Everything changes when both he and Victor develop an obsession with EOs and things go out of hand. From that point on, the real Eli slowly emerges from the shadows and the charming college guy turns into a self-righteous madman.
“The paper called Eli a hero. The word made Victor laughed. Not just because it was absurd, but because it posed a question. If Eli really was a hero, and Victor meant to stop him, did that make him a villain?”
So now, ten years after their senior year of college, Eli wishes to kill every single EOs on behalf of his God for possessing “unnatural powers”, while Victor yearns to get his hands on Eli and murder him.
As things go downhill, our opinion on who’s the lesser evil is subject to change, and that’s why I find Vicious so fascinating. In the beginning, everything makes us believe that Victor is the most twisted of the two but as the story unfolds, Victor and Eli swap roles. Eli’s actions and mad thinking turn him into the greater villain, and that helps us believe that Victor is the hero for wanting to get rid of Eli, although we know from the very beginning that he’s just as twisted.
V.E. Schwab’s talent as an author has no doubt something to do with how easy it was to sympathize with Eli and then with Victor as the story took a different turn. She is a naturally gifted author who crafts incredibly complex characters and stories. Her prose is so out of this world that it’s easy to hang on every word she puts down on paper and thus go where she wants to take us without asking questions.
But still, how are we able to find redeeming qualities in characters that are known to be villains? It takes more than eloquent prose and realistic characters to play with one’s mind. I think that V.E. Schwab was able to identify the moral and aesthetic qualities our society value and have her characters manifest those qualities to redeem themselves.
WHAT ARE THOSE REDEEMABLE QUALITIES?
In the beginning, we find ourselves between two opposite characters: one (Victor) is brutally honest, cold and jealous, while the other one (Eli) is apparently good looking, charming and nice enough to get himself a girlfriend.
As lousy and superficial as it sounds, most people—myself included—will fall for the attractive guy. We first judge people based on their looks, that’s a fact. That’s why beautiful people tend to land jobs more easily and have more strangers notice them in a room full of people. Awareness of that fact doesn’t change anything: when faced with two equally despicable people, we will first sympathize with the attractive one without thinking.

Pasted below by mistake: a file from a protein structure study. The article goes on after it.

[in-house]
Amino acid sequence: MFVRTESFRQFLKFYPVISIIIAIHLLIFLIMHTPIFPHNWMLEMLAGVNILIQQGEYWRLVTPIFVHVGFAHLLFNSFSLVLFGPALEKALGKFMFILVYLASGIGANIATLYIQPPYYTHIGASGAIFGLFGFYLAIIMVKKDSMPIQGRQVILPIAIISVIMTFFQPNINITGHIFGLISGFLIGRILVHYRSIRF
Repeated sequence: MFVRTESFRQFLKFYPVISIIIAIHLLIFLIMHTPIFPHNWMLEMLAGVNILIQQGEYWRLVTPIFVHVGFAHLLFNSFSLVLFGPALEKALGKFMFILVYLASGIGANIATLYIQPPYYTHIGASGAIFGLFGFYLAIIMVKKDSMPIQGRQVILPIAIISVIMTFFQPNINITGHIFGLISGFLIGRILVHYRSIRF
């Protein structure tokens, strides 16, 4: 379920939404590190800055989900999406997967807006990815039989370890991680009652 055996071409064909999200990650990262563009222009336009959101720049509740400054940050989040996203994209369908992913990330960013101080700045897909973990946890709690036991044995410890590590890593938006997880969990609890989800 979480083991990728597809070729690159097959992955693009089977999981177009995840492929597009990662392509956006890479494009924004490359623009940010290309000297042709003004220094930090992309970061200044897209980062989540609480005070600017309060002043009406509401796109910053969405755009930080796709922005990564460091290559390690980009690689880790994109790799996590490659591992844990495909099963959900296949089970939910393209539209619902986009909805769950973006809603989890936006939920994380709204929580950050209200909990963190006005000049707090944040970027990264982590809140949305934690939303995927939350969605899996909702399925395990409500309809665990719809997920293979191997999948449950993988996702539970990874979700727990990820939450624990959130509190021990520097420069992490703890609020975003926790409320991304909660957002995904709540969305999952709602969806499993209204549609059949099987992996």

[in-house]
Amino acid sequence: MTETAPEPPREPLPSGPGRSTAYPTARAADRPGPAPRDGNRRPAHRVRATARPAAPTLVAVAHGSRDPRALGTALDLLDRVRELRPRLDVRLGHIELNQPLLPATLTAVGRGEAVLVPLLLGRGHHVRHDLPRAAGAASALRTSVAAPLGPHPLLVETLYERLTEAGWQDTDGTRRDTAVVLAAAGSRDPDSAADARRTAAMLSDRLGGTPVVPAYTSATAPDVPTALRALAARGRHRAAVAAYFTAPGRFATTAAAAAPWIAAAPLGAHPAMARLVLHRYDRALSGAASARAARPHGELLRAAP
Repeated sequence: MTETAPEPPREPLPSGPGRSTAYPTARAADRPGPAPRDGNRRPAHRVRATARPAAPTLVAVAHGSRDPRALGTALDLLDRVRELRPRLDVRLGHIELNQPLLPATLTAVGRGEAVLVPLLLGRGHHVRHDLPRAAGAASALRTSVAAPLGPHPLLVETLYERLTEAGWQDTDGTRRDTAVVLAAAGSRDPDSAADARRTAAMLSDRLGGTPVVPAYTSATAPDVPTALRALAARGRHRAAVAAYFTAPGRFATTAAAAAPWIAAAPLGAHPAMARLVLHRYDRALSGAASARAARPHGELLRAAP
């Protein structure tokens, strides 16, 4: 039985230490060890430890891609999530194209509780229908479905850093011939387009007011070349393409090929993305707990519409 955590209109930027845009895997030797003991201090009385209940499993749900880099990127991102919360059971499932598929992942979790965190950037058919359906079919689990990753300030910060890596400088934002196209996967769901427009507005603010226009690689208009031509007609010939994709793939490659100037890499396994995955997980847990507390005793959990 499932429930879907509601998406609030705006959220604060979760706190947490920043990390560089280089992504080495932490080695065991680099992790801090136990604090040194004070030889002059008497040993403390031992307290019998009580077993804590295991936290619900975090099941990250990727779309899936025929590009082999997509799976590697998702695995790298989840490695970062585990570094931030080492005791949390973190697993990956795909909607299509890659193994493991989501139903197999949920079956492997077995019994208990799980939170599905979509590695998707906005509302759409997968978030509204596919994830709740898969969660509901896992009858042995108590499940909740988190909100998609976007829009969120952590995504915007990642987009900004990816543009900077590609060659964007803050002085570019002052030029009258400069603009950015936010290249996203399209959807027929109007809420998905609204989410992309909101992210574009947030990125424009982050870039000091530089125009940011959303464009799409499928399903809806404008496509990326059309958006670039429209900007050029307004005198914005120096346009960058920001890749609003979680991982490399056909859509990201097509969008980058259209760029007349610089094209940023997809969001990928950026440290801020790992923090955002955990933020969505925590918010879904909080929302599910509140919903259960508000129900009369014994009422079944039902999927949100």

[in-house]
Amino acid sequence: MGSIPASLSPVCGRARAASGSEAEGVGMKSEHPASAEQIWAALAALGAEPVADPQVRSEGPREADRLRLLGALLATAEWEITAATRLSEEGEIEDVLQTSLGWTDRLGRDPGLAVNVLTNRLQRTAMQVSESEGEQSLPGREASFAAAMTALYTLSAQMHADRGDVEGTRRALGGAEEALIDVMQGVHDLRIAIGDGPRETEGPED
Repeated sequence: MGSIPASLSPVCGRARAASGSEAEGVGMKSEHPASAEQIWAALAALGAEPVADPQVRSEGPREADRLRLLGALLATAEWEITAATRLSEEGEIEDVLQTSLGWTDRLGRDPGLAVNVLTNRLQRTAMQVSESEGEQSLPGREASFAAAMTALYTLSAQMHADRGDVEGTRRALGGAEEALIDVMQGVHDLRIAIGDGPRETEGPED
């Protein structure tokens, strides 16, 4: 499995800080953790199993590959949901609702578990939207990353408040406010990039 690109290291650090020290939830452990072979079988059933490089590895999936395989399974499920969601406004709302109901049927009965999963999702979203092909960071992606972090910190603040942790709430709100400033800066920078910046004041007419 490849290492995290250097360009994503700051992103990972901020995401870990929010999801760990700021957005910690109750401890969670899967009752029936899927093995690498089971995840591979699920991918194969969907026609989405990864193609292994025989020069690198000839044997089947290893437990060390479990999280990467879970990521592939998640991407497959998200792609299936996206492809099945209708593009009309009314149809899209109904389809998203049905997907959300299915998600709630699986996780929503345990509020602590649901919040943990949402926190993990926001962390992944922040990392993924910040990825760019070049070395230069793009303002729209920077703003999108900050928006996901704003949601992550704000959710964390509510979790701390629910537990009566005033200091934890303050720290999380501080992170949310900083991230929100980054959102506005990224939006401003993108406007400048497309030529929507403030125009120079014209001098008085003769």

So Eli’s good looks and charisma are his redeeming qualities, especially in the beginning when we know he’s supposed to be as twisted as Victor but it doesn’t really show. Eli’s appearance is blinding and contrasts with Victor’s apparent lack of charm, which does certainly nothing to help him.
As the story unfolds, Eli’s looks are not enough to atone for his actions. He goes from lesser villain to greater villain in a matter of chapters because at that point in the story, there’s absolutely nothing likely to alter his opinions and thus, his decisions. I will say nothing more because the book is worth reading, for the characters so much as for the plot, but know that Eli’s charm and handsome face, fortunately, don’t make up for everything he does.
That brings me to Victor who, from the beginning, has been sharing his most honest and twisted thoughts with us. When compared to Eli’s charming self, Victor’s cold thinking and brutal honesty don’t serve him well. Although at some point, our opinion of him changes because we realize that, at least, Victor has a much more rational mind than Eli. Here we can argue about the fact that rationality doesn’t always equal virtuousness. True. Although in the case of Victor and Eli, it kind of does—if you haven’t read Vicious already, you’ll have to to find out why.
In other words, we get to understand Victor and his motivations a lot better as the story progresses and we come to realize that he might not be as cold and twisted as he let us believe. When confronted with the enemy, the “heartless one” is not always without humanity.
I think we’re able to sympathize with Victor and Eli to a certain extent because they represent what we, consciously or not, find endearing in people. Whether we like it or not, good looks hold some value in our society. We are more likely to sympathize with good-looking people outright, and that’s what happened with Eli. Although, in the long run, honesty and rationality are two qualities most people, myself included, find much more endearing than good looks. Possessing these qualities doesn’t make Victor a hero, but it explains why we would change our opinion of him halfway through the book.
“Someone could call themselves a hero and still walk around killing dozens. Someone else could be labeled a villain for trying to stop them. Plenty of humans were monstrous, and plenty of monsters knew how to play at being human.”
If you’re looking for an engaging and unique story, pick up Vicious without further ado. V.E Schwab’s delightful prose swept me away into an intricate world full of enigmatic characters. Not only was I irretrievably lost into the pages of this book, but I also found myself exploring the depths of the human mind. Thought-provoking and engrossing, Vicious is not a story easily forgotten.